Today - Monday, March 30, 2015
- Dynegy (DYN +5.4%) opens higher after announcing late Friday that it won approval from the FERC to buy power plants in Illinois, Ohio and Pennsylvania from Duke Energy (DUK +0.5%) and Energy Capital Partners for $6.25B.
- The approval clears the way for DYN to complete its acquisition, which was announced last August.
- In buying the units, which sell power in competitive wholesale markets, DYN will nearly double its electricity generation capacity, owning and operating nearly 26K MW of fuel-diverse power generating facilities, primarily in the Midwest and Northeast.
- Seadrill (SDRL, SDLP) says BP has terminated a contract for its West Sirius semi-submersible drilling rig, resulting in a $160M decrease to its backlog, while extending a deal with another rig.
- SDRL says the termination will take effect by May, following the rig completing the current well and demobilization; it is now operating in the U.S. Gulf of Mexico.
- Prior to the cancellation notice, the dayrate and term for the West Sirius and West Capricorn contracts were swapped; the West Sirius dayrate was cut by $40K/day and the term decreased by two years to expire in July 2017, while the dayrate for the West Capricorn was raised by $40K/day and the term extended by two years to expire in July 2019.
- Resolute Energy (NYSE:REN) agrees to sell non-core assets in the Midland Basin portion of the Permian Basin in west Texas to a private party for $42M.
- REN says the sale marks the first step in its plan to pursue non-core asset sales to reduce debt and improve liquidity.
- REN also says two of its board members have resigned, reducing the board to six members.
- Statoil (NYSE:STO) says it has made another natural gas discovery at the Mdalasini-1 exploration well offshore Tanzania.
- STO says the discovery of an additional 1T-1.8T cf of natural gas at the well brings the total of in-place volumes to ~22T cf in Block 2.
- STO believes more discoveries can be made in the area, but that it will now concentrate on appraising one of its previous seven discoveries.
- Unlike the previous discoveries in the block, where Exxon Mobil participated with a 35%, STO says it had paid 100% of the cost for the latest well.
- Harvest Natural Resources (NYSE:HNR) -5.7% premarket after its Q4 net loss widens to ~$180M and warning that it is facing a severe cash crunch and will consider restructuring if it fails to obtain sufficient funding.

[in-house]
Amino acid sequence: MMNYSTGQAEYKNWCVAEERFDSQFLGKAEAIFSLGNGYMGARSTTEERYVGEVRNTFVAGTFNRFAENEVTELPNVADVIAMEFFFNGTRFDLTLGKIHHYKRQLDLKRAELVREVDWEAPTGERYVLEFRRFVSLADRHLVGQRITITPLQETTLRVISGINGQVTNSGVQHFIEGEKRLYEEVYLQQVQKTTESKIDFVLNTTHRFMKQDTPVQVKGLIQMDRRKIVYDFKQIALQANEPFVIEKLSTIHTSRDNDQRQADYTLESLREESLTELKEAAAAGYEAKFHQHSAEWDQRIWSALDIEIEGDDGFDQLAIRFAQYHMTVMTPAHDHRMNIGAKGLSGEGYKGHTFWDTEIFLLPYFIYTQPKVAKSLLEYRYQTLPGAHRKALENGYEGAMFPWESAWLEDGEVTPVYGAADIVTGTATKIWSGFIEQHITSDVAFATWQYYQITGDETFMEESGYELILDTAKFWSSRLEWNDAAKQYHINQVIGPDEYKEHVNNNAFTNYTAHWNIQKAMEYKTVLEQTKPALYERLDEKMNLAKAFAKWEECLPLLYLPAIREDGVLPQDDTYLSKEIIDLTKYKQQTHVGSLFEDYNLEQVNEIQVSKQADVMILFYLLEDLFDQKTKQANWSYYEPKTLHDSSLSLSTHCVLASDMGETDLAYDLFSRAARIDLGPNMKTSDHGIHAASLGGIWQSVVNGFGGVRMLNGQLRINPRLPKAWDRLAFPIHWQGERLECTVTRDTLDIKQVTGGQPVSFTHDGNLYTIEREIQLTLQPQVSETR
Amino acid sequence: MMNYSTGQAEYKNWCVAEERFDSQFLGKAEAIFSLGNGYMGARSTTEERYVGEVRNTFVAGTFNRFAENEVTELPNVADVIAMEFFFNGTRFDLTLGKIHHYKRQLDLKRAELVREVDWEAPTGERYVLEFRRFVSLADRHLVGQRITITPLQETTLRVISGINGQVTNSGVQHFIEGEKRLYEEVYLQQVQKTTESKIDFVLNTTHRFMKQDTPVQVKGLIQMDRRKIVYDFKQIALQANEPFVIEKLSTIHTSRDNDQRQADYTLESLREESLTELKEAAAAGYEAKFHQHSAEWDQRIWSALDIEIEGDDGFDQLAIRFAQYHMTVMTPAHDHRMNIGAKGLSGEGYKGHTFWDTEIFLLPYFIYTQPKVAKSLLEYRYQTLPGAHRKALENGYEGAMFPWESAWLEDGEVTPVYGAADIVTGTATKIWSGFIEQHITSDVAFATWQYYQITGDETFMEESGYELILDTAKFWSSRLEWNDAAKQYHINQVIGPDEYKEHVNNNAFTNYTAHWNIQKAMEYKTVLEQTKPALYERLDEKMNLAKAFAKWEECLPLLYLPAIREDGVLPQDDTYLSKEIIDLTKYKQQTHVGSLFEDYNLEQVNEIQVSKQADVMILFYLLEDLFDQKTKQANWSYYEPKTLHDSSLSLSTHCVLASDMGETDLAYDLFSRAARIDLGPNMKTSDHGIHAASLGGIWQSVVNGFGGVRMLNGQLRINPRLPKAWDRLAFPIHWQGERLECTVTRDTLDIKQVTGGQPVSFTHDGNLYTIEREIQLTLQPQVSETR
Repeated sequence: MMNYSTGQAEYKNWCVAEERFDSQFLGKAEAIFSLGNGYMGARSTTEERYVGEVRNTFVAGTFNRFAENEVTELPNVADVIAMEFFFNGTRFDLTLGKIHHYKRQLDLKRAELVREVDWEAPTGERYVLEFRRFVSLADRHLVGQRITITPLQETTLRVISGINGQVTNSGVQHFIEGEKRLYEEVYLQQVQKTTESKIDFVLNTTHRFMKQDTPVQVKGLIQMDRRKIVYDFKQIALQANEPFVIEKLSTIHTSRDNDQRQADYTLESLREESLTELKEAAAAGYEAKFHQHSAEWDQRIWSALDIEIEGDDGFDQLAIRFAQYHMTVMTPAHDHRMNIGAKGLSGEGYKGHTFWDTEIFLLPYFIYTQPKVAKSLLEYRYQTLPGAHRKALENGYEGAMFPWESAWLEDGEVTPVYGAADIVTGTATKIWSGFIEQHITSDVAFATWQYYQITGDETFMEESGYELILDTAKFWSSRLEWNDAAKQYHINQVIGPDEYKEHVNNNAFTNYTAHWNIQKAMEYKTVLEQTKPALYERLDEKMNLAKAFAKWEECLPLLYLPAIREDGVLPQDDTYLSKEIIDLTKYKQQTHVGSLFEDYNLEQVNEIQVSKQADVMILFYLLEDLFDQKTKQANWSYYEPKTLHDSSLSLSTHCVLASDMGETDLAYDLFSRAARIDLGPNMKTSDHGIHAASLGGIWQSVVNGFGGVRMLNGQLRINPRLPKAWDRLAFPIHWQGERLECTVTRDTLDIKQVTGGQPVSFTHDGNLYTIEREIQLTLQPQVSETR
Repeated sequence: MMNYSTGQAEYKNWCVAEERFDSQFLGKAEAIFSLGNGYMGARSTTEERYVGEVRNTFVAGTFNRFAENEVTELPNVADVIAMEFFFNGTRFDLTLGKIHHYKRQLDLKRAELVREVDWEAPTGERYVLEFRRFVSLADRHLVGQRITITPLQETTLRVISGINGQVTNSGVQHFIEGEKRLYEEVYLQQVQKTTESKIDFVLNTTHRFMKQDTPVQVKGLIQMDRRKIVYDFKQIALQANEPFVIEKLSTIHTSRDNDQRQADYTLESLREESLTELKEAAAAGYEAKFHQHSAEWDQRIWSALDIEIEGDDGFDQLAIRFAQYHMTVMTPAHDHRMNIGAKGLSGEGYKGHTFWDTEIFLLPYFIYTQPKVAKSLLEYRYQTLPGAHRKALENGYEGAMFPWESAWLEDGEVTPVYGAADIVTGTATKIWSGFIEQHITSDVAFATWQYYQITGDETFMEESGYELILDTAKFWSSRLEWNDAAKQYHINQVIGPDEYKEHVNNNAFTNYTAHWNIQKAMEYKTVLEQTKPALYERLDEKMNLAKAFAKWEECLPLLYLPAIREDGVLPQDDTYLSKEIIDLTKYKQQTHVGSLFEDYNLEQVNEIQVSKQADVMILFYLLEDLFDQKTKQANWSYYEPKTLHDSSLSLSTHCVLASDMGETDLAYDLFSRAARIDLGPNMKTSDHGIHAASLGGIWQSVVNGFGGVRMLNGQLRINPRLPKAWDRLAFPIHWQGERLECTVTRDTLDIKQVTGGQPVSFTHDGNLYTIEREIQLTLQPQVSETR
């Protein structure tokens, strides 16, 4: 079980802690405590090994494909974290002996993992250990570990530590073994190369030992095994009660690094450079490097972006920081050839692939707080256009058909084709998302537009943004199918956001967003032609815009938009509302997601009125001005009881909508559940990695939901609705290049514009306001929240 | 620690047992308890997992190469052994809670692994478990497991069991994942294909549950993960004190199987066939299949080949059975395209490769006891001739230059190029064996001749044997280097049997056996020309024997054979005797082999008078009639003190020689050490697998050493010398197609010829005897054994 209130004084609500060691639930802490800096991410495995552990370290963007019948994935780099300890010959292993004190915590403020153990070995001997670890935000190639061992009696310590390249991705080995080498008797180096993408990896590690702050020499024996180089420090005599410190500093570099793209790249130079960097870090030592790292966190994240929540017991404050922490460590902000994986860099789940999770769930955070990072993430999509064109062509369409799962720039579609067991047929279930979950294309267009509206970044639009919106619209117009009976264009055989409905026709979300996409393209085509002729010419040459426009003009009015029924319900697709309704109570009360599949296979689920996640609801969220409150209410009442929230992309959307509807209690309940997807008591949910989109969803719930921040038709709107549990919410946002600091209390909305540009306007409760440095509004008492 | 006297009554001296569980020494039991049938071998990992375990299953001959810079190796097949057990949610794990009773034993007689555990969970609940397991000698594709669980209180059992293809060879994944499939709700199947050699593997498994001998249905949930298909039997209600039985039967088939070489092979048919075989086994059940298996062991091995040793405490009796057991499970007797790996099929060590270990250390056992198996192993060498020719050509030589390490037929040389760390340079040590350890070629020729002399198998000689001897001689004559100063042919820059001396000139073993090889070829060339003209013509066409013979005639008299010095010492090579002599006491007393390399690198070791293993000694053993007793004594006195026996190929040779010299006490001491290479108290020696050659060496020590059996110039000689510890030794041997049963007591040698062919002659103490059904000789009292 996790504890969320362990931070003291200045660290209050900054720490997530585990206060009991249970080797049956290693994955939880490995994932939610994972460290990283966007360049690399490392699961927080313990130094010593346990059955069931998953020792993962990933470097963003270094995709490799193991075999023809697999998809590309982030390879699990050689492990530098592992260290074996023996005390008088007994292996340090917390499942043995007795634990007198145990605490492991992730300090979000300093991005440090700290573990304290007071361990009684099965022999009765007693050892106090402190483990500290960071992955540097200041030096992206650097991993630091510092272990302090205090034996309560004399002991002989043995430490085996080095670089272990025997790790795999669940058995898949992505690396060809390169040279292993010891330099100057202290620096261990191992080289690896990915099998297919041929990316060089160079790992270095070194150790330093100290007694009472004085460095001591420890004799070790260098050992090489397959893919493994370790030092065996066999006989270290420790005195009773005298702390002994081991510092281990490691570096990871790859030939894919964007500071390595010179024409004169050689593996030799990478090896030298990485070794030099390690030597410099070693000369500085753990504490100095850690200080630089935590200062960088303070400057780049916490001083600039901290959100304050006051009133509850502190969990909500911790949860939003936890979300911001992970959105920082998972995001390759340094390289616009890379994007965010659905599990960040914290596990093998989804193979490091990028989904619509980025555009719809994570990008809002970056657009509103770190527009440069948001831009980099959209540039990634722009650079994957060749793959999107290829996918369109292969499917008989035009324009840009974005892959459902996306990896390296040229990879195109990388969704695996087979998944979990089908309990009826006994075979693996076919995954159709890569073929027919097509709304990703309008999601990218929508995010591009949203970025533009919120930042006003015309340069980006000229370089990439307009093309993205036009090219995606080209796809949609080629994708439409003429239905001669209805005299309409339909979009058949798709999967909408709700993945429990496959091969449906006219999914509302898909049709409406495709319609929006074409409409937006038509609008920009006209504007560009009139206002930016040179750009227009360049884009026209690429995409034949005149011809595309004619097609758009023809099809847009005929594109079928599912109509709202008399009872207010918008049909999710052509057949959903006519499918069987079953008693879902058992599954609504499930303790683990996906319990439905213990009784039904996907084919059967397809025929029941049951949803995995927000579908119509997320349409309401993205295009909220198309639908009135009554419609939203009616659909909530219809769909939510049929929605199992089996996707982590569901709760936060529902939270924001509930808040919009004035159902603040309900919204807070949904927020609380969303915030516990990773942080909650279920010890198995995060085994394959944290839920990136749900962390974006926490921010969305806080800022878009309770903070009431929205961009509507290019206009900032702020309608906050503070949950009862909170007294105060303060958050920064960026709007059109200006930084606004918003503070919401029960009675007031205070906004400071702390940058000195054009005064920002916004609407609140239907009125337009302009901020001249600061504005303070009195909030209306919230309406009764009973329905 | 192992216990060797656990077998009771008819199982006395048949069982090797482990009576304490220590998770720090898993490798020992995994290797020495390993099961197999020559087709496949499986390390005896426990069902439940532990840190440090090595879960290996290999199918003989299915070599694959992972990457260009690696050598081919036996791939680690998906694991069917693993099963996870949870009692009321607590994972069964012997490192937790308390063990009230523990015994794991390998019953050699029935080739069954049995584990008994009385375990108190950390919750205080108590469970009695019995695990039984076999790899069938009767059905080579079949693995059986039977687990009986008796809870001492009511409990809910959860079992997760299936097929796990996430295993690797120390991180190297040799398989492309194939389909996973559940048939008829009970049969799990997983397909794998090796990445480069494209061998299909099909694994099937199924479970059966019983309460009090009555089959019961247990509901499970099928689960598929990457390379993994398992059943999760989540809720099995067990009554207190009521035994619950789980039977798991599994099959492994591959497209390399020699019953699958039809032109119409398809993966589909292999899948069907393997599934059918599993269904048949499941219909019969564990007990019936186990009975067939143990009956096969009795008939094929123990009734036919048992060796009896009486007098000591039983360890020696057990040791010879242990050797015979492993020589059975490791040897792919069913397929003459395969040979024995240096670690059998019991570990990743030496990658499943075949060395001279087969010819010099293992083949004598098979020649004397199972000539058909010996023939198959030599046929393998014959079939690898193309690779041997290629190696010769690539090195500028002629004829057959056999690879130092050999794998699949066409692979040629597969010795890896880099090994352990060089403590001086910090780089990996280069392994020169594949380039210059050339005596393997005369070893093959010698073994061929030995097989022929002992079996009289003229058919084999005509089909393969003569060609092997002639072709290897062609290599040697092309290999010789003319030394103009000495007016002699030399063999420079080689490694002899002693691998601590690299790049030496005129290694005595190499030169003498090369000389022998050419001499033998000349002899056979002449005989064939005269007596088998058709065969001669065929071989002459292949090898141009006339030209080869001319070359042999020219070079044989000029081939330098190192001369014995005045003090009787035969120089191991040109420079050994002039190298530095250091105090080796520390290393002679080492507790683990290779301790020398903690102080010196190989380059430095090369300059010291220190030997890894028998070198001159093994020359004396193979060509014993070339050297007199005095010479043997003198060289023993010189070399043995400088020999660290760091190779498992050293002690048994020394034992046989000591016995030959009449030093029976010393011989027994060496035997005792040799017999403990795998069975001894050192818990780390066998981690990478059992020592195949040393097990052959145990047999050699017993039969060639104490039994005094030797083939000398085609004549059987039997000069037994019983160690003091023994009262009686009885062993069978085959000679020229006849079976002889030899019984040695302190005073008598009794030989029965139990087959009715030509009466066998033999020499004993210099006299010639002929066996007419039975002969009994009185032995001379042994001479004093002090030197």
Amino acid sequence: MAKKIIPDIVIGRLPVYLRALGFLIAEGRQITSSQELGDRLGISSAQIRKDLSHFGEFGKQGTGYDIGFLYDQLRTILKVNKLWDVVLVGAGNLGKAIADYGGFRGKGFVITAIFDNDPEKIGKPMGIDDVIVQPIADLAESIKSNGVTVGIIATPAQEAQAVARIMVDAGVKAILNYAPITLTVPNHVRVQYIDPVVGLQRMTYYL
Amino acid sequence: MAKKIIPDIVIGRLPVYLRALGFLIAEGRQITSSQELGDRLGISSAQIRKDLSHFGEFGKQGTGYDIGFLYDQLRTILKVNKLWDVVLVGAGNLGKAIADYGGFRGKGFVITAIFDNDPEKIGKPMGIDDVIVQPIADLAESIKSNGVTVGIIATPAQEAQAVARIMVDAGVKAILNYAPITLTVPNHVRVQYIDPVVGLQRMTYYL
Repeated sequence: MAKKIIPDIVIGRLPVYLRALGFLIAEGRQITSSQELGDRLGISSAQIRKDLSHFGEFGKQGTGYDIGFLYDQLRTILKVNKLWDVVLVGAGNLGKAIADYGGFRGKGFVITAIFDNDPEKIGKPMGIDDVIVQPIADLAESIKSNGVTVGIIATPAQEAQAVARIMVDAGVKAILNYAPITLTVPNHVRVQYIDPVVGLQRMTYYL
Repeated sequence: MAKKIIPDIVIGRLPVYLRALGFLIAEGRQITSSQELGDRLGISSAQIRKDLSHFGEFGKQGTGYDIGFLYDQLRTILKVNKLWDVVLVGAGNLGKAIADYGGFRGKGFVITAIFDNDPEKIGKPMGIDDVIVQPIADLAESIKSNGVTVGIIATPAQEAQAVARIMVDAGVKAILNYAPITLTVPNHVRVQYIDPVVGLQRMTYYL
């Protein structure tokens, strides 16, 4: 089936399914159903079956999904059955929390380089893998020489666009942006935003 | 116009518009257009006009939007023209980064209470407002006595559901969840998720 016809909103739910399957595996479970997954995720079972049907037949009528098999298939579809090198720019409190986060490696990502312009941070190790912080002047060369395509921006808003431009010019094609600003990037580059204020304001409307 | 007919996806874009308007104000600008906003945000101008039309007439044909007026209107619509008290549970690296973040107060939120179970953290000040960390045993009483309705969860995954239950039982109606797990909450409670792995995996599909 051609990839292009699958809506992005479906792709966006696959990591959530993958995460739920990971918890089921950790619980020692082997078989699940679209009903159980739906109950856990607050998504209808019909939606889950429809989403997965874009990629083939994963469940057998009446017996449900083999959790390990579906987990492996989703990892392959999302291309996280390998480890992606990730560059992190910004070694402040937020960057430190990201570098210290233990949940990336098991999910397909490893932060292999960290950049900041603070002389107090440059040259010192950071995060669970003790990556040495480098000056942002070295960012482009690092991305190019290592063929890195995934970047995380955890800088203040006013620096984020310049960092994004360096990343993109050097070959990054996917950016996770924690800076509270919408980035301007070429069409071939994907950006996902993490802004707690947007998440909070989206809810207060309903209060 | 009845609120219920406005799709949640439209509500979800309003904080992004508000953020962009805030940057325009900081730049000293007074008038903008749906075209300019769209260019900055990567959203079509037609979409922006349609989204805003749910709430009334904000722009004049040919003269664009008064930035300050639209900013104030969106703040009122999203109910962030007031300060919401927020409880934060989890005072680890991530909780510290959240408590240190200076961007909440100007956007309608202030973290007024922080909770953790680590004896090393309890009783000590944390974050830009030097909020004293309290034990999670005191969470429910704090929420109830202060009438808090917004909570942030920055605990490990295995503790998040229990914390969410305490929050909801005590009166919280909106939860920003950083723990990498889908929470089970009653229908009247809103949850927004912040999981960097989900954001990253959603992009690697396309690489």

- HNR says it is experiencing severe liquidity constraints brought about by the failure of the Venezuelan government to approve the company's sale of its Venezuelan assets, the failure to pay dividends and other contractual breaches related to its Petrodelta joint venture with Petroleos de Venezuela.
- The Q4 loss was mostly due to the writedown of its investment in the Petrodelta JV; HNR also calls its Dussafu project off Gabon “economically marginal” due to the collapse in oil prices.
- Breitburn Energy Partners (NASDAQ:BBEP) agrees to sell $1B of convertible preferred units and senior secured notes in private offerings to investment funds managed by EIG Global Energy Partners and other purchasers.
- EIG, which specializes in energy-related debt and equity investments, will purchase $350M of convertible preferred equity, which pays monthly dividends that equal 8%/year and give EIG a ~18% voting interest in BBEP; EIG also gets to appoint one director to BBEP’s board.
- The $650M of senior secured notes mature in 2020, will pay a 9.25% annual interest rate and rank senior to BBEP’s existing debt and any future unsecured debt.
- BBEP says it plans to cut its annual common distribution to $0.50/unit in conjunction with the offerings.
- BBEP says the capital infusion provides additional liquidity and allows it to "opportunistically pursue strategic acquisitions” made possible by depressed commodity prices.
- BBEP also says it is revising its borrowing base under its credit facility to $1.8B through April 2016.
- BBEP -2.2% premarket.
- India rejects a request from BP to be allowed to sell jet fuel to its aviation market, which is dominated by state-run refiners; the oil ministry does not cite a precise reason for the rejection.
- Consumption of aviation fuel in India could rise sharply as domestic air traffic is estimated to almost triple this decade, with more of India's 1.25B people starting to fly and as airlines connect smaller cities.
- BP is not the only foreign company interested in India's jet fuel retail business; Royal Dutch Shell (RDS.A, RDS.B) already sells a small volume of jet fuel in a tie-up with a state-run firm.
- Oil prices are heading south again as traders focus on whether Iran and six world powers will reach a deal that could add more crude to an already oversupplied market if sanctions against Tehran are lifted.
- Diplomats remain divided over the pace of easing sanctions on the Islamic Republic and the limits to be imposed on its nuclear program, but a deadline to find a preliminary agreement has been set for Tuesday, with a detailed accord coming by the end of June.
- Crude futures -1.9% to $47.92/bbl.
- ETFs: USO, OIL, UCO, SCO, BNO, DTO, DBO, UWTI, USL, DWTI, DNO, SZO, OLO, TWTI, OLEM
- In Asia's biggest block deal this year, Chevron (NYSE:CVX) has sold its entire stake in Caltex Australia (OTC:CTXAY), the country's biggest refiner, for A$4.7B ($3.7B).
- Offshore institutional investor demand for the 50% holding was strong, with bidding driving the final price to A$35 a share.
- Previously: Chevron looks to sell Caltex Australia stake (Mar. 27 2015)
Sunday, March 29, 2015